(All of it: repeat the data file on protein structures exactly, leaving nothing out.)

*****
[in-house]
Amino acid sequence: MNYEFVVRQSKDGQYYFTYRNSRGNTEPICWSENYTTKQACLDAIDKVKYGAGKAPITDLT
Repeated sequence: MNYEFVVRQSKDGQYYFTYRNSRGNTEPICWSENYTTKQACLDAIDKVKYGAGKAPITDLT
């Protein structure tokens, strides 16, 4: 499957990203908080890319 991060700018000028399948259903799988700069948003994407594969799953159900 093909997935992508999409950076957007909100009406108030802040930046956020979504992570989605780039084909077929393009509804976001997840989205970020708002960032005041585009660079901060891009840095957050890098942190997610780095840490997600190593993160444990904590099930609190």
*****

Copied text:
[in-house]
Amino acid sequence: MNYEFVVRQSKDGQYYFTYRNSRGNTEPICWSENYTTKQACLDAIDKVKYGAGKAPITDLT
Repeated sequence: MNYEFVVRQSKDGQYYFTYRNSRGNTEPICWSENYTTKQACLDAIDKVKYGAGKAPITDLT
């Protein structure tokens, strides 16, 4: 499957990203908080890319 991060700018000028399948259903799988700069948003994407594969799953159900 093909997935992508999409950076957007909100009406108030802040930046956020979504992570989605780039084909077929393009509804976001997840989205970020708002960032005041585009660079901060891009840095957050890098942190997610780095840490997600190593993160444990904590099930609190």